July 20, 1969 was a day of destiny. On that day, the human race moved just a little farther in its evolution. Neil Armstrong and Edwin "Buzz" Aldrin took that famous "one small step for man, one giant leap for mankind" and humans stood on the moon for the first time.
We have since lost the moon; we have not been back for nearly forty years. But we have left our mark there, claiming it for humanity. One day we will return. For now, we only dream of it.
The moon has always been drawing us outwards and upwards; there has been speculation that without such a large, enticing circle in our night sky, we would not have worked so hard to improve ourselves and step beyond our abilities to find that we could do more. Certainly, the moon is not the only factor, but it is undeniable that it has left its imprint on us as a species.
"Here's to the crazy ones. The misfits, the rebels, the troublemakers.
The round pegs in the square holes, the ones who see things differently.
They're not fond of rules and they have no respect for the status quo.
You can quote them, disagree with them, glorify or vilify them. About the
only thing you can't do is ignore them. Because they change things, they
push the human race forward. And while some may see them as the crazy
ones, we see genius, because the people who are crazy enough to think
they can change the world, are the ones who do."
-- Apple Computer commercial "Think Different"
This site is a intended to be a celebration of the spirit of humanity that strives to better itself; to put aside the minor differences that separate the individual members of the species; to work together to reach for our destiny: the moon, and then the stars.
The best person suited to change your world is you. You always have the choice to remake the world as just a little better than it was before. All it takes is will and effort.
Heroism is not necessarily charging up Omaha Beach on D-Day, nor is it necessarily boarding a primitive spacecraft to journey to the moon; they are that, of course, but we can all be heroes in our own way. And make no mistake about it, we all need heroes. Subscribe to the HeroicStories mailing list to find out about everyday heroes.
My philosophy of web page design is that simpler is better; it makes the download faster, and it's more compatible with older browsers. I use style sheets heavily, but they are not necessary to view the pages. After learning style sheets for this site, I see that they are really a lot nicer than peppering the HTML code with tables and font tags.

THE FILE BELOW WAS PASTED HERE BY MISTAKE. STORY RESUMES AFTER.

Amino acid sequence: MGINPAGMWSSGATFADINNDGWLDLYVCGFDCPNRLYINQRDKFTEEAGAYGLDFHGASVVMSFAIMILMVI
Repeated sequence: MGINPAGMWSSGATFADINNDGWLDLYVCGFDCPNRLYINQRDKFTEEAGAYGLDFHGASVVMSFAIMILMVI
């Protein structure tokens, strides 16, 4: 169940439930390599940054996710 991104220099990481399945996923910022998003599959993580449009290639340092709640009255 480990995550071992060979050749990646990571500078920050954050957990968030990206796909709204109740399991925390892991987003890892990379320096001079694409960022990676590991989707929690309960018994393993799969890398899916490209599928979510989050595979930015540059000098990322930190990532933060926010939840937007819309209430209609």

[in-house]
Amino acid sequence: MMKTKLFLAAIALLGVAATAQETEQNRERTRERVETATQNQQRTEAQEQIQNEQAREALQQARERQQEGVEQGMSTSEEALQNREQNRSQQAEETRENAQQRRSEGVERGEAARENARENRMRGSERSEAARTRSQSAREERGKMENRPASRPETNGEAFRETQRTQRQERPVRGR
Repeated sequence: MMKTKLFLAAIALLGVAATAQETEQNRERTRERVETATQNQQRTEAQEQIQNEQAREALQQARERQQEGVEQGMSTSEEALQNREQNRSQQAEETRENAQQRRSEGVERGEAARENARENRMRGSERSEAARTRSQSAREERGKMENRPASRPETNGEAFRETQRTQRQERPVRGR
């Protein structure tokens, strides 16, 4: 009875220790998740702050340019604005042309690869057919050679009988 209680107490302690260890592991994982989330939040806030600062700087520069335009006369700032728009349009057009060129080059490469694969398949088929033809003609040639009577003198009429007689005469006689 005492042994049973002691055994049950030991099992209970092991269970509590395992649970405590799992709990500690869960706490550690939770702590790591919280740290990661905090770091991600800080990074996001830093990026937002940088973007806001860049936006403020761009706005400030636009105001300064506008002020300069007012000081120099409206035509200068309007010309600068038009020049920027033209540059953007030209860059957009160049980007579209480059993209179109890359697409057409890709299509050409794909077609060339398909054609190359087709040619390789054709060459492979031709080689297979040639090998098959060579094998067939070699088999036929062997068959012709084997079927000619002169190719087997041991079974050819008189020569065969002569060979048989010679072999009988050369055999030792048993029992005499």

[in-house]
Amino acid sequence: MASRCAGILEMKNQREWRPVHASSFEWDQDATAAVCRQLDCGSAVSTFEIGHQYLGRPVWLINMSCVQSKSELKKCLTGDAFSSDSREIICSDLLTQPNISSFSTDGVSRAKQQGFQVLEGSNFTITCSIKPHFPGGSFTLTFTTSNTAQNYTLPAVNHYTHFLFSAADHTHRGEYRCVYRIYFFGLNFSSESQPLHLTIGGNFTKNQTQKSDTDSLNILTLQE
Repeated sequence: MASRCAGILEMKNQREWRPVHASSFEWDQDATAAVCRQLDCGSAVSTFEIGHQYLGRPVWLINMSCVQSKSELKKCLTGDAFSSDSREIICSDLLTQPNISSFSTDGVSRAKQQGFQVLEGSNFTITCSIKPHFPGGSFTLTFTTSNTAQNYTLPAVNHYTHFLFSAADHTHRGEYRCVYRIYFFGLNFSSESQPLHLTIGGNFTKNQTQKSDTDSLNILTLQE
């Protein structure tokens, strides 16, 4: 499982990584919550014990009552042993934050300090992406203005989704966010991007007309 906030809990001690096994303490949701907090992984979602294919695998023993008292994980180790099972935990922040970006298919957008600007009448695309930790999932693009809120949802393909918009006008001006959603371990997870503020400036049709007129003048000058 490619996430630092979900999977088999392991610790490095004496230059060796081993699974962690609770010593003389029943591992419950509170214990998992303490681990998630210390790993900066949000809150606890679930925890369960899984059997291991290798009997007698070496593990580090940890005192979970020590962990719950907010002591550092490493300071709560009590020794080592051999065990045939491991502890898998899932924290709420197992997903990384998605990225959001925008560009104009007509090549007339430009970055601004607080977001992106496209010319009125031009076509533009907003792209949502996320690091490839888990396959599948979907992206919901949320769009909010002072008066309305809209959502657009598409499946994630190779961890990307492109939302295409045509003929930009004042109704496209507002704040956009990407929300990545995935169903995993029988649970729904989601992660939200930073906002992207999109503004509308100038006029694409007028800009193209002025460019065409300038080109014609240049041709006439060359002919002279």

Important resources in designing this site:
- Programming Perl by Wall, Christiansen and Schwartz, and Perl Cookbook by Christiansen and Torkington (again, published by O'Reilly) I learned Perl by reading the first book, and the second has helped me out with some programming techniques. (Learning Perl is also available for an easier route to learning Perl.)
- Jakob Nielsen's useit.com, which gives pointers on how to write web sites that are useable (and useful) to the greatest number of people. While I haven't taken all of the suggestions, what I have done should make this site quick to load and easy to navigate.
- Optima Systems' PageSpinner, a quite useful HTML editor. It's shareware and therefore not very expensive. And it allows me to hand-code HTML, which is my preferred method of design, while highlighting different tags in different colors. It also comes with a site management tool, and can upload pages to the server automatically. It's very AppleScript-aware, so those proficient with AppleScript can extend its capabilities quite a bit.
- Lemke Software's GraphicConverter, used to create the graphics that I did on the site.
- Bare Bones Softwares's TextWrangler, a really great (and free) text editor. (The commerical version of BBEdit has a lot of tools for HTML editing, but with PageSpinner, I don't need all of them.)
- Matt's Script Archive, which has a few useful CGI scripts. I have taken and modified some to use here, like the hit counter at the bottom of each page.
- Moon pictures are from the NASA Kennedy Space Center archives.
- Many graphic elements from Free Graphics World, scri8e.com, and Background Labs.
"The reward of a thing well done is to have done it."
- Ralph Waldo Emerson, The Conduct of Life, "Fate," 1860